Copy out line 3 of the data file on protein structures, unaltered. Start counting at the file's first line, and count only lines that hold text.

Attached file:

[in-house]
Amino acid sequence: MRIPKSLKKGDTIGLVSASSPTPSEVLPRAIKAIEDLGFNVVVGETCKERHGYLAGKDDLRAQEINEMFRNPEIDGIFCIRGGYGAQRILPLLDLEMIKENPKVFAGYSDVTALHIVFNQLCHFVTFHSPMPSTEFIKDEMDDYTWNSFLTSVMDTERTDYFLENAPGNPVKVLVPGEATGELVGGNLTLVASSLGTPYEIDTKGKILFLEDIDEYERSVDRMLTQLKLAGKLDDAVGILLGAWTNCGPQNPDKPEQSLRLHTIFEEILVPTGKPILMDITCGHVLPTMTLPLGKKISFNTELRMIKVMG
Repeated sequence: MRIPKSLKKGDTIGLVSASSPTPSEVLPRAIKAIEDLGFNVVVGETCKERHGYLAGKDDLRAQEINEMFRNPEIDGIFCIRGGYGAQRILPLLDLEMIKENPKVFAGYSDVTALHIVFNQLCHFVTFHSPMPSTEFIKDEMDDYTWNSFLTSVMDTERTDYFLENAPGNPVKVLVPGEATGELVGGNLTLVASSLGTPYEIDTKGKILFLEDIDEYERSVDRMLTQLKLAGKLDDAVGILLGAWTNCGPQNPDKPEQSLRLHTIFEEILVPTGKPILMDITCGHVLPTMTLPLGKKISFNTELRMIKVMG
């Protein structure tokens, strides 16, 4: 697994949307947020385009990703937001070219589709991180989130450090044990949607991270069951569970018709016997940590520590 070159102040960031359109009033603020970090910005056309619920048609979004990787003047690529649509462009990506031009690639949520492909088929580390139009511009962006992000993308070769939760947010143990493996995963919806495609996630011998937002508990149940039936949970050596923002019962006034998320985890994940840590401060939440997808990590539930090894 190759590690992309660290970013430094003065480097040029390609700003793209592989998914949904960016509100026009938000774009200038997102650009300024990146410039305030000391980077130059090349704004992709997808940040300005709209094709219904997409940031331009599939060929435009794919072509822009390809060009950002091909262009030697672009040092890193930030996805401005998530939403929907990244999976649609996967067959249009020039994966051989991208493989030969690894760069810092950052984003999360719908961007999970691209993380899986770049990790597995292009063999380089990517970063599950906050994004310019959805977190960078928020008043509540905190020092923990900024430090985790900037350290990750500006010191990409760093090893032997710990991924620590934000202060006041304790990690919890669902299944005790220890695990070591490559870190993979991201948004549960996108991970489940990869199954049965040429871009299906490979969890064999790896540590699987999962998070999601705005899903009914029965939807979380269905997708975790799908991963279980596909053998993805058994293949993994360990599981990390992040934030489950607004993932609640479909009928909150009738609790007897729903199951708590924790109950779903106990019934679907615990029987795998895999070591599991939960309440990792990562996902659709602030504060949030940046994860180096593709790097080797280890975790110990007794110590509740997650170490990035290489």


Repeated sequence: MRIPKSLKKGDTIGLVSASSPTPSEVLPRAIKAIEDLGFNVVVGETCKERHGYLAGKDDLRAQEINEMFRNPEIDGIFCIRGGYGAQRILPLLDLEMIKENPKVFAGYSDVTALHIVFNQLCHFVTFHSPMPSTEFIKDEMDDYTWNSFLTSVMDTERTDYFLENAPGNPVKVLVPGEATGELVGGNLTLVASSLGTPYEIDTKGKILFLEDIDEYERSVDRMLTQLKLAGKLDDAVGILLGAWTNCGPQNPDKPEQSLRLHTIFEEILVPTGKPILMDITCGHVLPTMTLPLGKKISFNTELRMIKVMG